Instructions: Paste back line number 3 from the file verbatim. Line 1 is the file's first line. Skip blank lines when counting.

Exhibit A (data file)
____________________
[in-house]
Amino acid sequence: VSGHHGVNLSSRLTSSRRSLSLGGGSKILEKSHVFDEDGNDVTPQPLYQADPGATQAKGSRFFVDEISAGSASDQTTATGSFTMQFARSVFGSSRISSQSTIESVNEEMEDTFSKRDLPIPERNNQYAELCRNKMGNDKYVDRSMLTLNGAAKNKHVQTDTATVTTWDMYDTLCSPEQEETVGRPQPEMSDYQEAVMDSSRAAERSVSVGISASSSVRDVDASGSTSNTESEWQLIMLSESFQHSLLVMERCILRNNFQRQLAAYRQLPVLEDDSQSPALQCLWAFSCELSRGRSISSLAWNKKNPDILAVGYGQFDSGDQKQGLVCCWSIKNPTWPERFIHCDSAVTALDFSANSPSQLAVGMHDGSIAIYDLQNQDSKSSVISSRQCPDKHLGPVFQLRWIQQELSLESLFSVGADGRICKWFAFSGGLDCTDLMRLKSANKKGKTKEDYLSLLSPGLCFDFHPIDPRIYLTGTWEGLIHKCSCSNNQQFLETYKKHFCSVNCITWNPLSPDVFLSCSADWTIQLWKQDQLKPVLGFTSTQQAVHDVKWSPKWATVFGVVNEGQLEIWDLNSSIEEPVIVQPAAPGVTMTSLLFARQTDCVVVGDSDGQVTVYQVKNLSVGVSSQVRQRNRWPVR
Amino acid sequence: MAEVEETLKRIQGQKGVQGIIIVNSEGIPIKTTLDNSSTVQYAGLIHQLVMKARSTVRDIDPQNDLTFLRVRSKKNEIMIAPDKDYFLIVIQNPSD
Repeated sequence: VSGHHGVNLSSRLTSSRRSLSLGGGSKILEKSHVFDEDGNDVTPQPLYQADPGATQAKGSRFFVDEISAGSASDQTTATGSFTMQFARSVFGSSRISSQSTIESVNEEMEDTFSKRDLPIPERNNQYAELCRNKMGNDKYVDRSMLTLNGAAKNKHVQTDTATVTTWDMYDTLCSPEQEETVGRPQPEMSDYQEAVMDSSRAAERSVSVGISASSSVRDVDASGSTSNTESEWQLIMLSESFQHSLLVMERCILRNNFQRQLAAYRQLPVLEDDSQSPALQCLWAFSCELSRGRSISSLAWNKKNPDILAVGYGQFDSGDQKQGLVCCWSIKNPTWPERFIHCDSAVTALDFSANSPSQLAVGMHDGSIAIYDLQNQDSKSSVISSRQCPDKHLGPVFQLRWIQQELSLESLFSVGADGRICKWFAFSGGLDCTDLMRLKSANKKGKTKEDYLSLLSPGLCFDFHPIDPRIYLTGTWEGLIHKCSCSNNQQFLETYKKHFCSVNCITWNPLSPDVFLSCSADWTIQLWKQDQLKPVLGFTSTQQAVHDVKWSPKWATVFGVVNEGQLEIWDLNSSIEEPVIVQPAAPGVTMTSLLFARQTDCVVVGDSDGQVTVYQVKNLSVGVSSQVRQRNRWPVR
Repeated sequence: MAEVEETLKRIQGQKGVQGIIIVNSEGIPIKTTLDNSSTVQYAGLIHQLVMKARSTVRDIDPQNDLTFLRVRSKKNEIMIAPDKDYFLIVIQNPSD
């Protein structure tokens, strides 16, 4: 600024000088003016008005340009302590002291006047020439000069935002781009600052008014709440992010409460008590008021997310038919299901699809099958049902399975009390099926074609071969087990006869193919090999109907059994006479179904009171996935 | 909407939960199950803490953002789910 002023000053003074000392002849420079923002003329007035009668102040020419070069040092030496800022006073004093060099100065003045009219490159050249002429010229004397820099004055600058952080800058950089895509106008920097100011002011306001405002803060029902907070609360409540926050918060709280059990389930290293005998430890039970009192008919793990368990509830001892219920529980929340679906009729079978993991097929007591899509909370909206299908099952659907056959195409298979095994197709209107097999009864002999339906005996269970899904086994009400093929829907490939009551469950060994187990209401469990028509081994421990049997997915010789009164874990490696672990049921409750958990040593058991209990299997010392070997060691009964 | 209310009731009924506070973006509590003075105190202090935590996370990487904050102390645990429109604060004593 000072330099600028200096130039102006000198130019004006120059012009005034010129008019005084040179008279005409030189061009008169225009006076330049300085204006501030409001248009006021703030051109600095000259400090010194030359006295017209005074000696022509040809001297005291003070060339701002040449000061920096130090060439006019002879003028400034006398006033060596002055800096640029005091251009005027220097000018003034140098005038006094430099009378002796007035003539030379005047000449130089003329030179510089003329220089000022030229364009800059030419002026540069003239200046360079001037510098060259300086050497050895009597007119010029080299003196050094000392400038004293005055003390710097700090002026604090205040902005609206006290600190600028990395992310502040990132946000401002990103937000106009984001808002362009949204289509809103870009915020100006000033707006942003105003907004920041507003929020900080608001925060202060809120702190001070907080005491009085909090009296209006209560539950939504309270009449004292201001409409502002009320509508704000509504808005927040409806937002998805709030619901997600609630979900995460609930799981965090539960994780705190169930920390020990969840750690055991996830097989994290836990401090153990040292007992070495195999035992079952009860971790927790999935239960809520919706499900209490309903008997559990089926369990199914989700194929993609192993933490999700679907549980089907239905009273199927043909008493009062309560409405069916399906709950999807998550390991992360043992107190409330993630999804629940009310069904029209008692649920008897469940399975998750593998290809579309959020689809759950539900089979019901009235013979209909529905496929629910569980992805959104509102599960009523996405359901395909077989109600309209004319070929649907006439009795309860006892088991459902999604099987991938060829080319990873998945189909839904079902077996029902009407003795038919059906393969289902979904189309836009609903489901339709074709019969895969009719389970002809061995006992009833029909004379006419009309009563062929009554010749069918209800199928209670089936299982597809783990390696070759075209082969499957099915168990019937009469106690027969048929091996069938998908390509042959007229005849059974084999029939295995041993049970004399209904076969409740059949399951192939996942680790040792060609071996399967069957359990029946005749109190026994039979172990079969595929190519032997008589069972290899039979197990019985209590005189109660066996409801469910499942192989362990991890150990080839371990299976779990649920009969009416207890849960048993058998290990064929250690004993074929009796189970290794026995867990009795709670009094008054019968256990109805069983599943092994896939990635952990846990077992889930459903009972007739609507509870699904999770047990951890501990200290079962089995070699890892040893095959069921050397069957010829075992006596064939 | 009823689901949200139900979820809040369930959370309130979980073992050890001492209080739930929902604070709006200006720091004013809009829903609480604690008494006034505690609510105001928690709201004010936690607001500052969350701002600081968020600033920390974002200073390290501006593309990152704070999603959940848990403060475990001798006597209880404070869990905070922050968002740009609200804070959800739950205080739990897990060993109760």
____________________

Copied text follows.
Amino acid sequence: MAEVEETLKRIQGQKGVQGIIIVNSEGIPIKTTLDNSSTVQYAGLIHQLVMKARSTVRDIDPQNDLTFLRVRSKKNEIMIAPDKDYFLIVIQNPSD